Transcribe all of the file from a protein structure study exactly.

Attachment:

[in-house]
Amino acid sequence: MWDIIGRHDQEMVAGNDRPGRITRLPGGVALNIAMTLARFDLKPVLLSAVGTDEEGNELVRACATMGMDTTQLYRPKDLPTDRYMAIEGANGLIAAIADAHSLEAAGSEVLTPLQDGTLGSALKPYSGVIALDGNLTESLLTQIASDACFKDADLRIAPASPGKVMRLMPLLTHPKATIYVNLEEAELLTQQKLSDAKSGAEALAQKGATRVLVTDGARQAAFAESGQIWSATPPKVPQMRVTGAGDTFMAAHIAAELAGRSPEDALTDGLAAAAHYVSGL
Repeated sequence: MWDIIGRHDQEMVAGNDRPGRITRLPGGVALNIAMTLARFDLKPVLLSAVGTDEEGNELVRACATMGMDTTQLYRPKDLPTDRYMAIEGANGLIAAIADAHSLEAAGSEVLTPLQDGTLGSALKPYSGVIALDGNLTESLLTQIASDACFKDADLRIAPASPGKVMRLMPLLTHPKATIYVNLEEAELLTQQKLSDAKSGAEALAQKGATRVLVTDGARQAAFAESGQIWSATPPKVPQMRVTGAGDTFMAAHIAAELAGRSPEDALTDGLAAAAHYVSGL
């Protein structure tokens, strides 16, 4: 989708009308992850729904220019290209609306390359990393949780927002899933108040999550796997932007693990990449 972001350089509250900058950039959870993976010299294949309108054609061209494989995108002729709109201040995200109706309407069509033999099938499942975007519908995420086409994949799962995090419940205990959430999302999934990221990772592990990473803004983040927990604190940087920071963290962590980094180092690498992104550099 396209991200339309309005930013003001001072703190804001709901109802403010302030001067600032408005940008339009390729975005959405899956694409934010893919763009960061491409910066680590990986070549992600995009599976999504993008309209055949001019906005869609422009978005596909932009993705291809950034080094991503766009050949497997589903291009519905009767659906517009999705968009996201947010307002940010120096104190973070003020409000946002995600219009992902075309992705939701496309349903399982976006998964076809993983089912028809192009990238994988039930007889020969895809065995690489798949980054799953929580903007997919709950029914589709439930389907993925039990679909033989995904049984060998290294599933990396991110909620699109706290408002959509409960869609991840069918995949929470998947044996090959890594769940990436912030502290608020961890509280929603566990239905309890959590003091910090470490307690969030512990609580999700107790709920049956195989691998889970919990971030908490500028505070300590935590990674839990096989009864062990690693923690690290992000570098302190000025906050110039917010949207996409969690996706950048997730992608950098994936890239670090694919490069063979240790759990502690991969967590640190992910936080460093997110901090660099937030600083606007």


[in-house]
Amino acid sequence: MWDIIGRHDQEMVAGNDRPGRITRLPGGVALNIAMTLARFDLKPVLLSAVGTDEEGNELVRACATMGMDTTQLYRPKDLPTDRYMAIEGANGLIAAIADAHSLEAAGSEVLTPLQDGTLGSALKPYSGVIALDGNLTESLLTQIASDACFKDADLRIAPASPGKVMRLMPLLTHPKATIYVNLEEAELLTQQKLSDAKSGAEALAQKGATRVLVTDGARQAAFAESGQIWSATPPKVPQMRVTGAGDTFMAAHIAAELAGRSPEDALTDGLAAAAHYVSGL
Repeated sequence: MWDIIGRHDQEMVAGNDRPGRITRLPGGVALNIAMTLARFDLKPVLLSAVGTDEEGNELVRACATMGMDTTQLYRPKDLPTDRYMAIEGANGLIAAIADAHSLEAAGSEVLTPLQDGTLGSALKPYSGVIALDGNLTESLLTQIASDACFKDADLRIAPASPGKVMRLMPLLTHPKATIYVNLEEAELLTQQKLSDAKSGAEALAQKGATRVLVTDGARQAAFAESGQIWSATPPKVPQMRVTGAGDTFMAAHIAAELAGRSPEDALTDGLAAAAHYVSGL
């Protein structure tokens, strides 16, 4: 989708009308992850729904220019290209609306390359990393949780927002899933108040999550796997932007693990990449 972001350089509250900058950039959870993976010299294949309108054609061209494989995108002729709109201040995200109706309407069509033999099938499942975007519908995420086409994949799962995090419940205990959430999302999934990221990772592990990473803004983040927990604190940087920071963290962590980094180092690498992104550099 396209991200339309309005930013003001001072703190804001709901109802403010302030001067600032408005940008339009390729975005959405899956694409934010893919763009960061491409910066680590990986070549992600995009599976999504993008309209055949001019906005869609422009978005596909932009993705291809950034080094991503766009050949497997589903291009519905009767659906517009999705968009996201947010307002940010120096104190973070003020409000946002995600219009992902075309992705939701496309349903399982976006998964076809993983089912028809192009990238994988039930007889020969895809065995690489798949980054799953929580903007997919709950029914589709439930389907993925039990679909033989995904049984060998290294599933990396991110909620699109706290408002959509409960869609991840069918995949929470998947044996090959890594769940990436912030502290608020961890509280929603566990239905309890959590003091910090470490307690969030512990609580999700107790709920049956195989691998889970919990971030908490500028505070300590935590990674839990096989009864062990690693923690690290992000570098302190000025906050110039917010949207996409969690996706950048997730992608950098994936890239670090694919490069063979240790759990502690991969967590640190992910936080460093997110901090660099937030600083606007």